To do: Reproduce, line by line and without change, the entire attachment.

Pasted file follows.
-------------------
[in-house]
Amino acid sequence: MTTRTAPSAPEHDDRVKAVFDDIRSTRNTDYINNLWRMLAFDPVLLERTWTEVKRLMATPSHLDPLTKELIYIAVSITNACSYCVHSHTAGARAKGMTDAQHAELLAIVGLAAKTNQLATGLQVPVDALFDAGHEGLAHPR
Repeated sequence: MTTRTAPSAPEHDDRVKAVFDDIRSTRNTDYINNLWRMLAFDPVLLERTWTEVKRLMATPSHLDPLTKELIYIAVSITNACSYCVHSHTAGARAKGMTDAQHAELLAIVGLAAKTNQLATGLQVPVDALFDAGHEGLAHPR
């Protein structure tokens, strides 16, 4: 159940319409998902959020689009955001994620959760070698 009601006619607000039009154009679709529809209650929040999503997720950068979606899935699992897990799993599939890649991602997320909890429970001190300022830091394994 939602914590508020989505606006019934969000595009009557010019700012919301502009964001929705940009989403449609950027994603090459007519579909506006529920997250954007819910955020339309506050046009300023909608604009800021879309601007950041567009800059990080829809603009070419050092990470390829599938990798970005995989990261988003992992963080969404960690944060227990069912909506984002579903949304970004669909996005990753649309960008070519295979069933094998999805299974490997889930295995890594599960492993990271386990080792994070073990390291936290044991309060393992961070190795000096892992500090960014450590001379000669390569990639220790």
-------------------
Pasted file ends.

[in-house]
Amino acid sequence: MTTRTAPSAPEHDDRVKAVFDDIRSTRNTDYINNLWRMLAFDPVLLERTWTEVKRLMATPSHLDPLTKELIYIAVSITNACSYCVHSHTAGARAKGMTDAQHAELLAIVGLAAKTNQLATGLQVPVDALFDAGHEGLAHPR
Repeated sequence: MTTRTAPSAPEHDDRVKAVFDDIRSTRNTDYINNLWRMLAFDPVLLERTWTEVKRLMATPSHLDPLTKELIYIAVSITNACSYCVHSHTAGARAKGMTDAQHAELLAIVGLAAKTNQLATGLQVPVDALFDAGHEGLAHPR
């Protein structure tokens, strides 16, 4: 159940319409998902959020689009955001994620959760070698 009601006619607000039009154009679709529809209650929040999503997720950068979606899935699992897990799993599939890649991602997320909890429970001190300022830091394994 939602914590508020989505606006019934969000595009009557010019700012919301502009964001929705940009989403449609950027994603090459007519579909506006529920997250954007819910955020339309506050046009300023909608604009800021879309601007950041567009800059990080829809603009070419050092990470390829599938990798970005995989990261988003992992963080969404960690944060227990069912909506984002579903949304970004669909996005990753649309960008070519295979069933094998999805299974490997889930295995890594599960492993990271386990080792994070073990390291936290044991309060393992961070190795000096892992500090960014450590001379000669390569990639220790």